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Re: A possible GFDL compromise: a proposal

Walter Landry <wlandry@ucsd.edu> a tapoté :

> Mathieu Roy <yeupou@gnu.org> wrote:
> > Walter Landry <wlandry@ucsd.edu> a tapoté :
> > 
> > > Mathieu Roy <yeupou@gnu.org> wrote:
> > > > Beside from that, what is your problem with GFDLed documentation
> > > > without any invariant parts?
> > > > 
> > > > (apart from the DRM issue which do not seems to be on purpose
> > > > problematic - and so which can be fixed, if the problem is confirmed)
> > > 
> > > There is also the definition of transparent forms.  I can't distribute
> > > GFDL'd documents I write in Openoffice or LyX.
> > 
> > The fact that you cannot write GFDLed document with OpenOffice or LyX
> > (which are not at all in a preferred form for modification) does not
> > make documentation GFDLed that others persons wrote, in the preferred
> > form for modification, non-free.
> The OpenOffice or LyX forms _are_ the preferred forms for
> modification.  I wrote my thesis in LyX, and I certainly wouldn't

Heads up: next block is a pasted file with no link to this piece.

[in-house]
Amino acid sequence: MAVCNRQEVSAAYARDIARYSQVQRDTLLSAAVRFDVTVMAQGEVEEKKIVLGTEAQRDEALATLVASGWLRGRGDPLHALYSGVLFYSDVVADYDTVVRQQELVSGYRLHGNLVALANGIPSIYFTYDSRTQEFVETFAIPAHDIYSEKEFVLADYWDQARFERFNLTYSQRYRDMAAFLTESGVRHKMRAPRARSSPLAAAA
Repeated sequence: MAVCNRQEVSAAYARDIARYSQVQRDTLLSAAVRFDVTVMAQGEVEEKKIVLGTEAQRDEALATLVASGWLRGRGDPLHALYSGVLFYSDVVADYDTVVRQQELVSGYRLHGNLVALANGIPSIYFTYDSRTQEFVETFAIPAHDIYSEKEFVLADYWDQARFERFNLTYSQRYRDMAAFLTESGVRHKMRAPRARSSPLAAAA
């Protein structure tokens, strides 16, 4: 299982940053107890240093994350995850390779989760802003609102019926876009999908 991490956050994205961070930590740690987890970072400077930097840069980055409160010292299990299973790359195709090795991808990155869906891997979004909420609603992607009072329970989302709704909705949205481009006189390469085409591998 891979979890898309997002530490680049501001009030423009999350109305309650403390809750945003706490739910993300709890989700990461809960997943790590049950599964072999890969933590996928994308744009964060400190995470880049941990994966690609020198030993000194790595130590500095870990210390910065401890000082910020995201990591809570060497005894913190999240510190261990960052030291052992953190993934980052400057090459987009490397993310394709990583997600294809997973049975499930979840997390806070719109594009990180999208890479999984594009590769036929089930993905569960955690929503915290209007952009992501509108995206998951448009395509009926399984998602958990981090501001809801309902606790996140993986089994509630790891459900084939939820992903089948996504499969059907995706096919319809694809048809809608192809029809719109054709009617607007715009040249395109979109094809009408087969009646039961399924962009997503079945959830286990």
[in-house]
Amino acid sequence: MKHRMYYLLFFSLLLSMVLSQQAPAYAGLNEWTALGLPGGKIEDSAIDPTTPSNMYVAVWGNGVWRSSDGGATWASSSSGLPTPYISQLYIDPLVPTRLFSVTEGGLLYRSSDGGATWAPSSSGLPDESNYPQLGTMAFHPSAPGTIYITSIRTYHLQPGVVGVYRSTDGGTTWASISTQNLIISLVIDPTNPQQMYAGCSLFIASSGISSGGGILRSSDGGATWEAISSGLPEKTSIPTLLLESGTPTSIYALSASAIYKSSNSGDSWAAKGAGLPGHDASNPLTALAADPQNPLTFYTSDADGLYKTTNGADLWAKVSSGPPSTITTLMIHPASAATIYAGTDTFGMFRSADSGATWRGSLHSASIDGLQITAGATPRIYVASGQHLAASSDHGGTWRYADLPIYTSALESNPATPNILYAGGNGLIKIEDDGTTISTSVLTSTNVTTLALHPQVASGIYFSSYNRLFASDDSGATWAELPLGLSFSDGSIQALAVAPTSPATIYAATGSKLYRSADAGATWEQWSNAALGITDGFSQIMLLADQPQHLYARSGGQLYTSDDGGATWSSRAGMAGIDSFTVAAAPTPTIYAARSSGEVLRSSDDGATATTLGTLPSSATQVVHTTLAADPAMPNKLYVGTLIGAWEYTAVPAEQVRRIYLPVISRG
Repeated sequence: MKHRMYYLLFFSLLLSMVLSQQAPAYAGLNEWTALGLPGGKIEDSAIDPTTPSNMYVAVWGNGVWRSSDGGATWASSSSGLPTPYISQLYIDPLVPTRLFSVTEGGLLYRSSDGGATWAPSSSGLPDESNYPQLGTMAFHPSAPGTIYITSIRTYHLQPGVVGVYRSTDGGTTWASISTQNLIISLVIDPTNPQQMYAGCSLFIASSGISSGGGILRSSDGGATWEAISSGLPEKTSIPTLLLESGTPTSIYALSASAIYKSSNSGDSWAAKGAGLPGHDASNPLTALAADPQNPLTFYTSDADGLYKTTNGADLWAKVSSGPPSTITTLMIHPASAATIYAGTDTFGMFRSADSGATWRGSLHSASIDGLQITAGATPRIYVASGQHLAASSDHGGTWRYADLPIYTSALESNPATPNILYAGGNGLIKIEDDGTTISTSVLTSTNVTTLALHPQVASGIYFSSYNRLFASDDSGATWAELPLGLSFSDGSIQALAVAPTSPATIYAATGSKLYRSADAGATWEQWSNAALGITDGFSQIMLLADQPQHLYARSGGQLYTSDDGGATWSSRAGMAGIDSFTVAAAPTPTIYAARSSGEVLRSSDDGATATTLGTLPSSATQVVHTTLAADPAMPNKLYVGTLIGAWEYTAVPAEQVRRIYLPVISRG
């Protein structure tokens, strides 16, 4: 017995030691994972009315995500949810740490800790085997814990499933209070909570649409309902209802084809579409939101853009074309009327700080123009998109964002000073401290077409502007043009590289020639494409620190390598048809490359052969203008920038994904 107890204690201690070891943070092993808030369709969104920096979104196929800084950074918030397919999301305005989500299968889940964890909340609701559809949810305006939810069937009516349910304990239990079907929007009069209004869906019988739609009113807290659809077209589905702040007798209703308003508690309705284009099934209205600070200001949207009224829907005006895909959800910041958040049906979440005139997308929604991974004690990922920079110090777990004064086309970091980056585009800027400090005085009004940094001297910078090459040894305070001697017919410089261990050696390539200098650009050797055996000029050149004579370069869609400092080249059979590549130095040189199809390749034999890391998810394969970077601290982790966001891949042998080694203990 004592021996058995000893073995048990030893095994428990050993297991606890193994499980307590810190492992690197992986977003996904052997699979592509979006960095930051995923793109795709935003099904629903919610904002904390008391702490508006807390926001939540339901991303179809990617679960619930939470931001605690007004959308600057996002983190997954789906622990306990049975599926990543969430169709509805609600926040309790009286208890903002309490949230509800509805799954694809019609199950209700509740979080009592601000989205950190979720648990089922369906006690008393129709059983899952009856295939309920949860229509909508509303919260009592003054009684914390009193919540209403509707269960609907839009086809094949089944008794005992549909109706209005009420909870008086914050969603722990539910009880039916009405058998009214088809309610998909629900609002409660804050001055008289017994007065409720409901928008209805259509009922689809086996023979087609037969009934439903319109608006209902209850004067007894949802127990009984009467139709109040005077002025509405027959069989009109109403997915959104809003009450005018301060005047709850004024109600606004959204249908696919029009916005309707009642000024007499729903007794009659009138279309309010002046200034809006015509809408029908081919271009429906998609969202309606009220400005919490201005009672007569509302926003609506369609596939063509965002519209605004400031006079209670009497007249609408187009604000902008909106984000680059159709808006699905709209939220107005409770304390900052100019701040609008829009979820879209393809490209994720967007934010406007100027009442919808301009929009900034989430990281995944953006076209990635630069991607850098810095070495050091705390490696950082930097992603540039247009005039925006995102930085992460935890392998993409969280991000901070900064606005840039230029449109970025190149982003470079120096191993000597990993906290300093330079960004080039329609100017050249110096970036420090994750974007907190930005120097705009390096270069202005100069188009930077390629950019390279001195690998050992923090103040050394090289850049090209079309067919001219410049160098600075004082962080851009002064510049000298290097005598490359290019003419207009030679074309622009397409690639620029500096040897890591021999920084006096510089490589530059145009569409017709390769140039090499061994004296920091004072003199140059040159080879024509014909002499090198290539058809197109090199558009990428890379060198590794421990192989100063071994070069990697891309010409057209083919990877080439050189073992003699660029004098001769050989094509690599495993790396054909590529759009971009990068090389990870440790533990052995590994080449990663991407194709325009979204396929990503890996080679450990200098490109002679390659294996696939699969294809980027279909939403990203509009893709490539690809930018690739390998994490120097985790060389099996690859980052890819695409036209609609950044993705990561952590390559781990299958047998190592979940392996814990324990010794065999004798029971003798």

> prefer to work with LaTeX.  The problem is that the GFDL does not
> specify "preferred form for modification", it specifies a format "that
> is suitable for revising the document straightforwardly with generic
> text editors".  LyX and OpenOffice are not generic text editors.
> > If you write a GFDLed document with OpenOffice, you must provide
> > along with the OpenOffice version another version, in a preferred
> > form for modification. It's an obligation you accept to follow
> > when you decide to license under the GFDL a documentation.
> It is a restriction on how I can use and transform the document,
> rendering the GFDL non-free.

If _I_ (note the "I") publish a manual under the GFDL, as plain text,
with no invariant sections, you're allowed to modify it and
redistribute it. At this point, you cannot claim it's non-free.

But if you start modifying my manual under the GFDL with OpenOffice,
the license _I_ chose force you to provide _along_ with your
modification something _I_ can reuse myself (even if I have not
Because GFDL is not a BSD like license, it does not permits you to do
transform the documentation into a binary only distribution (or
something near).

It does not restrict how you can use and transform the document, it
forbids you to forgot to provide the source that anybody having a
computer can reuse, when you redistribute it (basically, it defines
how you must redistribute it at least).

You last phrase is just like if you were saying: the GPL force me to
distribute the source code, it is a restriction on how I can use and
transform the source code, rendering the GPL non-free.

Mathieu Roy
  Not a native english speaker: 

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